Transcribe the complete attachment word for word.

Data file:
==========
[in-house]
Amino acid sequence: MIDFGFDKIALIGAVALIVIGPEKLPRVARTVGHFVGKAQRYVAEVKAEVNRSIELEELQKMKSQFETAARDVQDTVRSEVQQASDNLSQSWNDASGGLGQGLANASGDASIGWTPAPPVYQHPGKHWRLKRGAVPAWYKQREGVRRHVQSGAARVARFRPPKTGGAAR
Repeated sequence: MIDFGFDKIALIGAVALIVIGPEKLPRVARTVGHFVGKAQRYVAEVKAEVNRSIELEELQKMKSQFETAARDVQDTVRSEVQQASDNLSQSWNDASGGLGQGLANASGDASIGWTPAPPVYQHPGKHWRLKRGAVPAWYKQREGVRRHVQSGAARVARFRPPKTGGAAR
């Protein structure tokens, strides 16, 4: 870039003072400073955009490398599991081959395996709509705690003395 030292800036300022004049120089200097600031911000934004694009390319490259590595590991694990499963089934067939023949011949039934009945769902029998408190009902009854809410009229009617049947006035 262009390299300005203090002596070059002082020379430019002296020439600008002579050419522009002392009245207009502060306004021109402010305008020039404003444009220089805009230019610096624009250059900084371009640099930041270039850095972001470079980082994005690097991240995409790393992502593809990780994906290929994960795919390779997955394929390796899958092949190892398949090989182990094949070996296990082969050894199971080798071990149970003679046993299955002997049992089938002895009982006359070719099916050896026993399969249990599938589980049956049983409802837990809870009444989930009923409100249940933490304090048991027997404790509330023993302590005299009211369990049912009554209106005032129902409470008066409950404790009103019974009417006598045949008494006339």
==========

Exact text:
[in-house]
Amino acid sequence: MIDFGFDKIALIGAVALIVIGPEKLPRVARTVGHFVGKAQRYVAEVKAEVNRSIELEELQKMKSQFETAARDVQDTVRSEVQQASDNLSQSWNDASGGLGQGLANASGDASIGWTPAPPVYQHPGKHWRLKRGAVPAWYKQREGVRRHVQSGAARVARFRPPKTGGAAR
Repeated sequence: MIDFGFDKIALIGAVALIVIGPEKLPRVARTVGHFVGKAQRYVAEVKAEVNRSIELEELQKMKSQFETAARDVQDTVRSEVQQASDNLSQSWNDASGGLGQGLANASGDASIGWTPAPPVYQHPGKHWRLKRGAVPAWYKQREGVRRHVQSGAARVARFRPPKTGGAAR
């Protein structure tokens, strides 16, 4: 870039003072400073955009490398599991081959395996709509705690003395 030292800036300022004049120089200097600031911000934004694009390319490259590595590991694990499963089934067939023949011949039934009945769902029998408190009902009854809410009229009617049947006035 262009390299300005203090002596070059002082020379430019002296020439600008002579050419522009002392009245207009502060306004021109402010305008020039404003444009220089805009230019610096624009250059900084371009640099930041270039850095972001470079980082994005690097991240995409790393992502593809990780994906290929994960795919390779997955394929390796899958092949190892398949090989182990094949070996296990082969050894199971080798071990149970003679046993299955002997049992089938002895009982006359070719099916050896026993399969249990599938589980049956049983409802837990809870009444989930009923409100249940933490304090048991027997404790509330023993302590005299009211369990049912009554209106005032129902409470008066409950404790009103019974009417006598045949008494006339």